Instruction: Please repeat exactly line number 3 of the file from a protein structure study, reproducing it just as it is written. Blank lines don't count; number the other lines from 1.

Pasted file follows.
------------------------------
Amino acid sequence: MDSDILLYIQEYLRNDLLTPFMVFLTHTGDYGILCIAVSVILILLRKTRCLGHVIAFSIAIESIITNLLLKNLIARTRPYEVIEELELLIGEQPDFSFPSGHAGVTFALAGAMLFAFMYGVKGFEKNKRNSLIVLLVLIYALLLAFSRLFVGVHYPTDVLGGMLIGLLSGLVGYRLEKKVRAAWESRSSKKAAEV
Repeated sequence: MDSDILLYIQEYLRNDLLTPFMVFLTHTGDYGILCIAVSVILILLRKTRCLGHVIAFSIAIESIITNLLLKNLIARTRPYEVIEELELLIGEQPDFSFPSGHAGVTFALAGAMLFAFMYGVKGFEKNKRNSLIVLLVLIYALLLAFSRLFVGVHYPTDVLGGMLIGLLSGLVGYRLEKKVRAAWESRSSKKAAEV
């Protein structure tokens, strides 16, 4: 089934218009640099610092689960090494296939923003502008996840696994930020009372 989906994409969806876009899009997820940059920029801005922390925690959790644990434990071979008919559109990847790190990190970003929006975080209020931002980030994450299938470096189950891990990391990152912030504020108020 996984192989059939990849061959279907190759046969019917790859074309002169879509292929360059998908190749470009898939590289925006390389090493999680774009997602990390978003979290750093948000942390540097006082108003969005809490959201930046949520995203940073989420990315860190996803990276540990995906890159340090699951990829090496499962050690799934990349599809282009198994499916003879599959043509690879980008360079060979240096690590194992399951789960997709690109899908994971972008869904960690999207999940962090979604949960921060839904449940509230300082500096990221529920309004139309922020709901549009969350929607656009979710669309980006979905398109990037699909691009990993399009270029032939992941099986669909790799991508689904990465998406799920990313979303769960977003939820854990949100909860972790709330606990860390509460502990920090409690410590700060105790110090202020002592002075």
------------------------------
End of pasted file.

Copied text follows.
């Protein structure tokens, strides 16, 4: 089934218009640099610092689960090494296939923003502008996840696994930020009372 989906994409969806876009899009997820940059920029801005922390925690959790644990434990071979008919559109990847790190990190970003929006975080209020931002980030994450299938470096189950891990990391990152912030504020108020 996984192989059939990849061959279907190759046969019917790859074309002169879509292929360059998908190749470009898939590289925006390389090493999680774009997602990390978003979290750093948000942390540097006082108003969005809490959201930046949520995203940073989420990315860190996803990276540990995906890159340090699951990829090496499962050690799934990349599809282009198994499916003879599959043509690879980008360079060979240096690590194992399951789960997709690109899908994971972008869904960690999207999940962090979604949960921060839904449940509230300082500096990221529920309004139309922020709901549009969350929607656009979710669309980006979905398109990037699909691009990993399009270029032939992941099986669909790799991508689904990465998406799920990313979303769960977003939820854990949100909860972790709330606990860390509460502990920090409690410590700060105790110090202020002592002075």